The University of Connecticut and former men’s basketball coach Kevin Ollie have reached a settlement of $3.9 million for claimed reputational damages and attorney’s fees to conclude the lengthy legal battle that has ensued between them since his firing for allegedly violating NCAA rules in 2018.
The settlement effectively ends a potential federal race discrimination suit Ollie had considered against the university.
Ollie, a former UConn point guard who guided the Huskies to a 127-79 record and the 2014 national championship in six seasons as head coach, was let go after two losing seasons.
After he was fired, Ollie sued the school after it refused to pay him the money remaining on his multimillion-dollar contract. The school cited the alleged violations for its decision to fire Ollie with cause and without compensation.
In January, an arbitrator ruled that UConn had “improperly fired” Ollie and he was awarded $11.1 million.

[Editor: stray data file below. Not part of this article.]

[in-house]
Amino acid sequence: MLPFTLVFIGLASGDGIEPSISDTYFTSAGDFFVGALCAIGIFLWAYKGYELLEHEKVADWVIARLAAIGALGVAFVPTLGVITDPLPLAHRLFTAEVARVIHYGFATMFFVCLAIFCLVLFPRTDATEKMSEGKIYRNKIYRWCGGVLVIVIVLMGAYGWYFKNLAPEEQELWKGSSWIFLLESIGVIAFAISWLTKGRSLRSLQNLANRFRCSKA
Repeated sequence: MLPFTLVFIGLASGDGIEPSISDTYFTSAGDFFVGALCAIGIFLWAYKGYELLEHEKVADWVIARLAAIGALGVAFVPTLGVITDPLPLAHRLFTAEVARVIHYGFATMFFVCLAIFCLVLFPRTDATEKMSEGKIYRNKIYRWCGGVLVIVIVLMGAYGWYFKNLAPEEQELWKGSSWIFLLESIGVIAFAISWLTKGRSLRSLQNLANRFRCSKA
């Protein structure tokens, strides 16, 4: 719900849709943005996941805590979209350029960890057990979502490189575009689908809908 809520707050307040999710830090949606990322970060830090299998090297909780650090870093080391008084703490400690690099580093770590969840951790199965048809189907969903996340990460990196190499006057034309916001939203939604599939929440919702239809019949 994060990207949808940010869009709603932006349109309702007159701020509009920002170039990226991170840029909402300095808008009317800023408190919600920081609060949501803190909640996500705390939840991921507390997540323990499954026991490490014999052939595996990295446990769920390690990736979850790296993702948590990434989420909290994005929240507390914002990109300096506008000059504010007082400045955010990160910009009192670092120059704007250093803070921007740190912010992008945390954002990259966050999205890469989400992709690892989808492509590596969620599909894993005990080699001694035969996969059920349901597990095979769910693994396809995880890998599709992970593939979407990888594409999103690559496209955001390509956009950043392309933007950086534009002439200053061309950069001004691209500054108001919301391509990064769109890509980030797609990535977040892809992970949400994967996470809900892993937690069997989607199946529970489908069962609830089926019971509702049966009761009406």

Per a joint statement between Ollie and the school on Thursday, the $3.9 million settlement has resolved “all outstanding matters related to his former employment with the University of Connecticut and to avoid further costly and protracted litigation.”
“I am grateful that we were able to reach [an] agreement,” said Ollie in the statement. “My time at UConn as a student athlete and coach is something I will always cherish. I am pleased that this matter is now fully and finally resolved.”
The NCAA’s investigation of Ollie’s alleged violations led to two years of probation for the school and three-year show cause penalty for Ollie.
Ollie, who coached his alma mater to a national championship in 2014, continued to fight for what he and his team called an improper dismissal before an arbitrator ruled in their favor earlier this year.
Ollie’s legal team called the January ruling “vindication” for Ollie, who had been accused by the Committee on Infractions of deceptive actions within the investigation.
Thursday’s settlement comes as Ollie’s three-year show cause is set to expire, which could open the door for him to return to collegiate coaching.